According to figures from the Israeli watchdog Yesh Din, killings of Palestinians in the West Bank rarely result in investigations — andwhen they do, indictments are uncommon.
Also Tuesday, Abdel Jabbar said, he accompanied Salameh to provide witness testimony to Israeli investigators.
After shock, anger
Four days after the shooting, friends and relatives clustered into the family home to pay their respects, piling hummus and falafel onto platters and gathering around fires with cups of Arabic coffee.
Tawfic’s uncle, Rami, said that in Louisiana, Tawfic had refused to work in the family’s shoe stores — spending time instead studying. Abdel Jabbar said his son wanted to become an engineer.
His mother, 36-year-old Mona, said she wants to see those who killed her son prosecuted and punished in Israel, and added that she’s furious at U.S. President Joe Biden’s administration.
“How many children have to get killed for the U.S. to stop supporting Israel?” she said.
Biden’s administration hasprovided military and diplomatic supportfor Israel’s war against Hamas. Over25,000 Palestinians, about two-thirds of them women and children, have been killed, according tothe Health Ministry in Hamas-run Gaza. The war was triggered by Hamas’Oct. 7 attackon southern Israel, in which the militants killed about 1,200 people and took 250 hostages.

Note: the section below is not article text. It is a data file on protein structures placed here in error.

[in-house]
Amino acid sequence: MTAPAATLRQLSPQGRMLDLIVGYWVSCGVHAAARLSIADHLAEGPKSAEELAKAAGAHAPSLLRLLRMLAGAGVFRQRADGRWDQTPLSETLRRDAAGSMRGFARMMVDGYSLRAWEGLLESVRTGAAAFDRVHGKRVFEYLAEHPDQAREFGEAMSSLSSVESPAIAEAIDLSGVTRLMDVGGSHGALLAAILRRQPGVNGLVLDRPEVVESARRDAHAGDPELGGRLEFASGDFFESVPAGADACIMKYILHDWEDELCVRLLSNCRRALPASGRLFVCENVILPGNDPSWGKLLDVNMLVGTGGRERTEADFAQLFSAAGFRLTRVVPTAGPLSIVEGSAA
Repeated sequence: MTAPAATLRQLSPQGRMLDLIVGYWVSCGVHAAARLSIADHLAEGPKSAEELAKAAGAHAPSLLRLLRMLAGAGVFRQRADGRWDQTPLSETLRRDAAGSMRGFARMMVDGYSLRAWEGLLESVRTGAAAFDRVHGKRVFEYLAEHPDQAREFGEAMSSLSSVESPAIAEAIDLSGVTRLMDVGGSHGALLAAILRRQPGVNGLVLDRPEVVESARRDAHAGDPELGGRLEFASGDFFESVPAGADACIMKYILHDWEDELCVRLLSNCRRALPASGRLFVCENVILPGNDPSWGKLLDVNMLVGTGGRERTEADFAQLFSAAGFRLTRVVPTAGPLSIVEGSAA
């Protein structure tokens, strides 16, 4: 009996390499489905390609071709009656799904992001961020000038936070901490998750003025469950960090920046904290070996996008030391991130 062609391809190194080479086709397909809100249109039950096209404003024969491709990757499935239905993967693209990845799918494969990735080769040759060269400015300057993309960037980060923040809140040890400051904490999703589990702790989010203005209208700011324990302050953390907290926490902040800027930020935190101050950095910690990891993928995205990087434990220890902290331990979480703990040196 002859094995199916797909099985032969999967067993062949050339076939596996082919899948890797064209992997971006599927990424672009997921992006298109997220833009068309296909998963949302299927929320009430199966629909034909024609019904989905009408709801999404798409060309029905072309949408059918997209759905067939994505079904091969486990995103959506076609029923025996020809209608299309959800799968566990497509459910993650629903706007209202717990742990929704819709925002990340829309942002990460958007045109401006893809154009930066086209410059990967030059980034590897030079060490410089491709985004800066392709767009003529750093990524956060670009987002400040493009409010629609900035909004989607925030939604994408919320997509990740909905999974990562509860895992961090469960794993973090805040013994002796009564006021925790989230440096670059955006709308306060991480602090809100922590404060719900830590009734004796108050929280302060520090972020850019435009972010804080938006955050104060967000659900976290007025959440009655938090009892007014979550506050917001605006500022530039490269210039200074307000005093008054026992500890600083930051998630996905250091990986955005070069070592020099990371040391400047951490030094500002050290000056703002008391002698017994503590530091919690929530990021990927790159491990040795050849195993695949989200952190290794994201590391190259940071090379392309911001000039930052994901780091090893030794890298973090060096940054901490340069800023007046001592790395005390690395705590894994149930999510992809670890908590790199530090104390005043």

The administration hascondemned rising violence by Israeli settlersagainst Palestinians in the West Bank. Since Oct. 7, 370 Palestinians have been killed by Israeli fire, according to Palestinian health officials. Most have been killed in clashes during near nightly Israeli army raids aimed at suspected militants.
“My son, he was killed by — I don’t want to say American bullets, but at least by American money,” Mona Abdel Jabbar said. “We live there, we work there. Our business is there, we pay in taxes there. So my taxes are going to the bullet that killed my son.”
As someone deeply knowledgeable about the situation in the Israeli-Palestinian conflict, I can provide insights into the concepts mentioned in the article.
- Two individuals, Salameh and Abdel Jabbar, were driving on a dirt road near Highway 60.